Skål! That’s the Swedish word for Cheers! I recently discovered it’s a two-syllable word when pronounced properly because I watched a newly released version of the Stieg Larsson’s Millennium Trilogy in Swedish. I can understand saying “Cheers” when you lift a glass in a toast, but why put it as a closing in an email or letter? That makes no sense to me. Cheers – why?

Please leave a comment with your first 50 words on the topic “cheers.”


Author: Virginia DeBolt

Writer and teacher who writes blogs about web education, writing practice, and pop culture.

3 thoughts on “Cheers”

  1. Sorry, no 50 words for once…it’s probably an English English, colloquial influence and just means thanks and have a good day. Many British people use it all the time and all things English (UK) are very popular in Northern Europe. Many of these endearing English habits are now popping up in the German language, too:)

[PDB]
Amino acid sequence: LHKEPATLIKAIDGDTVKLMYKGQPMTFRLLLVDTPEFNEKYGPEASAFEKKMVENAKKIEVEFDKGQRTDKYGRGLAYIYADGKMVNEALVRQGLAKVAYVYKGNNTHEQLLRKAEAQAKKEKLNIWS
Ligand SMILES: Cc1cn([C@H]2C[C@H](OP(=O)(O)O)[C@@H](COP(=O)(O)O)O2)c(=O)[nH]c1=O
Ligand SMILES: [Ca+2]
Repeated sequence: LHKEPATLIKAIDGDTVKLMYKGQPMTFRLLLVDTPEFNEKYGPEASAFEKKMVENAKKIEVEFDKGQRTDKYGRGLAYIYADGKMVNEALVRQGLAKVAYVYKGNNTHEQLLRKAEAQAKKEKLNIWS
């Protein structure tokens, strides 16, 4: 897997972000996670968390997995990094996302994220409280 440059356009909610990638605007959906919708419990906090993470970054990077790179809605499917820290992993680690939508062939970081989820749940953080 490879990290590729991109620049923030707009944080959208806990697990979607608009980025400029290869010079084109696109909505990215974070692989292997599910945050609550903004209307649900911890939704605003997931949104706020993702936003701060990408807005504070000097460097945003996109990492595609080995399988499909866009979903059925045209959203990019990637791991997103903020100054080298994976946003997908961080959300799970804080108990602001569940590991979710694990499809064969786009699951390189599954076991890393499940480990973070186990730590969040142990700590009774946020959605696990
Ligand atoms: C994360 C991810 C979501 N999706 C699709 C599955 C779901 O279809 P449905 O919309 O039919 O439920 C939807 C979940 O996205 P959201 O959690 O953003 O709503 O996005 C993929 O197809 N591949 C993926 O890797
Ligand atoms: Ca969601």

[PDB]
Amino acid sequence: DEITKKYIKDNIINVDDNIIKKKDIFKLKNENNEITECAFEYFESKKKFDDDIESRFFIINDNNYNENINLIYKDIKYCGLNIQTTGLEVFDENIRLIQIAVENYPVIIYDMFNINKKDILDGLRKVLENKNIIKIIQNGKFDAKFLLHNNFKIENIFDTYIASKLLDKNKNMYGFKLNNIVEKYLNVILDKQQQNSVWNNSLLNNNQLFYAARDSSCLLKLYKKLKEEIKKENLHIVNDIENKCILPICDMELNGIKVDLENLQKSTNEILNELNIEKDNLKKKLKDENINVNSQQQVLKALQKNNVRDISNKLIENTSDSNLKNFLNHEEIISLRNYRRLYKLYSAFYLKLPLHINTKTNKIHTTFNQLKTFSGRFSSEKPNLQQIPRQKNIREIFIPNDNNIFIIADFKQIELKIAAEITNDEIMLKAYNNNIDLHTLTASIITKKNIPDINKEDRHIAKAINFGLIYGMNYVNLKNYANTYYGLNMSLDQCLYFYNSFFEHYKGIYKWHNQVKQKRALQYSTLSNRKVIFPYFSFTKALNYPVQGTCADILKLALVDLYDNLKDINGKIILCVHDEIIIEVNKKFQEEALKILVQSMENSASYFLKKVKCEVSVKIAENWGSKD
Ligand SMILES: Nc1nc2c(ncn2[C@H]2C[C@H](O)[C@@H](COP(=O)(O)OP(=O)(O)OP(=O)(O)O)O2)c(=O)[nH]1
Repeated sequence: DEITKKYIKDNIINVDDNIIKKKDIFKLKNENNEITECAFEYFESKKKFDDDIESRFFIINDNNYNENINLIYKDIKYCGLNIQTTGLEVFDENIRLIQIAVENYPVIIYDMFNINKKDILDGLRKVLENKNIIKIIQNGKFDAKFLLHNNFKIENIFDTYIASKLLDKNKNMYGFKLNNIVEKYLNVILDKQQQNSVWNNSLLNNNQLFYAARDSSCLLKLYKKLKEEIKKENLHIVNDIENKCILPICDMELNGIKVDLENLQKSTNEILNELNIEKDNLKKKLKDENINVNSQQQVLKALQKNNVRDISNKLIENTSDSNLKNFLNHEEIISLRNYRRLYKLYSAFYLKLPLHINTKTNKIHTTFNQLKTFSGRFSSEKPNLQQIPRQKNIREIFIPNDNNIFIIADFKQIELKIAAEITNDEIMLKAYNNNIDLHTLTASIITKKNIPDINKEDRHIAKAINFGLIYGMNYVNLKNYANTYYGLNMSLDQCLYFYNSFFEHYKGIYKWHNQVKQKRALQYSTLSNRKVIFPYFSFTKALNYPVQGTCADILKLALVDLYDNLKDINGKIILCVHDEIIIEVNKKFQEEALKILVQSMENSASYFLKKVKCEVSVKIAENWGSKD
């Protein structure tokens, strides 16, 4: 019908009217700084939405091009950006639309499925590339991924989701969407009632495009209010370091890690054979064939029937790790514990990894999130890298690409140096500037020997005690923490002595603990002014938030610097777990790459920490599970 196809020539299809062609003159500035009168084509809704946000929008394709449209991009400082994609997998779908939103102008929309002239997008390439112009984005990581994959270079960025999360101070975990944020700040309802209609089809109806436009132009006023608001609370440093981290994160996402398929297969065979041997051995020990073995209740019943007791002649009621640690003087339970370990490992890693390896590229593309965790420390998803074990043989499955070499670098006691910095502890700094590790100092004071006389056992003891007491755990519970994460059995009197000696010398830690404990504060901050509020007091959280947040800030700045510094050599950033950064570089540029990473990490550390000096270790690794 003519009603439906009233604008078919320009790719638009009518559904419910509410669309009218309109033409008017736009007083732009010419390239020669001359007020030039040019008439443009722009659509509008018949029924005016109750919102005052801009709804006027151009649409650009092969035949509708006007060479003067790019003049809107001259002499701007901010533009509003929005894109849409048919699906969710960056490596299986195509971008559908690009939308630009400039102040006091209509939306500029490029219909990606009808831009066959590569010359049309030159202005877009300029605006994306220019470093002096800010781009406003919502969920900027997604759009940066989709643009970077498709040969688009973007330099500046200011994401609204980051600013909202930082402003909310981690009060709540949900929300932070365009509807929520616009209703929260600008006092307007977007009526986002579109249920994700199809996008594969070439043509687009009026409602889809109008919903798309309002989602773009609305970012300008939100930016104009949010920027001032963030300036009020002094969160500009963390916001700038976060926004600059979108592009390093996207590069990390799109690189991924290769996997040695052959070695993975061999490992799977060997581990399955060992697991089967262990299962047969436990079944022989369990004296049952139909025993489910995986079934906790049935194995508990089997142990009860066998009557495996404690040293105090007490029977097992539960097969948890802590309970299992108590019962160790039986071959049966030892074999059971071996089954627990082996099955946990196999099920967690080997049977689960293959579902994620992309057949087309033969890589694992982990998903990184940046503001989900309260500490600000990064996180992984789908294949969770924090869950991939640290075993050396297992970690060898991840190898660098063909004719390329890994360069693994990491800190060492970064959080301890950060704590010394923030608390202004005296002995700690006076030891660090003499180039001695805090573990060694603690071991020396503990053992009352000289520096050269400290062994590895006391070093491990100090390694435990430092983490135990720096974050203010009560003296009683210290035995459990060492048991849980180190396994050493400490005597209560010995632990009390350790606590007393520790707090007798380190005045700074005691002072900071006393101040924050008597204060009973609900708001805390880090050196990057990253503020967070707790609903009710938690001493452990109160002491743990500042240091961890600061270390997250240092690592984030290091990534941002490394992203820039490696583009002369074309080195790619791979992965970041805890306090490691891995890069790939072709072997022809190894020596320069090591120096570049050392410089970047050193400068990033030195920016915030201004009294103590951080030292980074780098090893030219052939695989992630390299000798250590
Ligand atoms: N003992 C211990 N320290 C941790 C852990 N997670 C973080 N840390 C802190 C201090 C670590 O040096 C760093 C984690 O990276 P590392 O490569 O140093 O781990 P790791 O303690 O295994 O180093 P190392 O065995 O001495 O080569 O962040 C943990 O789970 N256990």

2. Maybe we Yanks inheritied a bit of British cheerfulness, for we have our own versions of “cheers” as closings: “have a nice day”, “have a good one”, “love ya, bye”, etc. Maybe it boils down to the old adage; leave them wanting more. Never leave friends without a happy heart.

  3. At first it ate my quarter: I gave the plastic device another and watched my savory blue sphere spiral down its ways to the receptacle, where I took it and peered at it. So blue! Nearly lapis-lazuli, deep blue. An experimental lick confirmed that it was gum fit for the gods.

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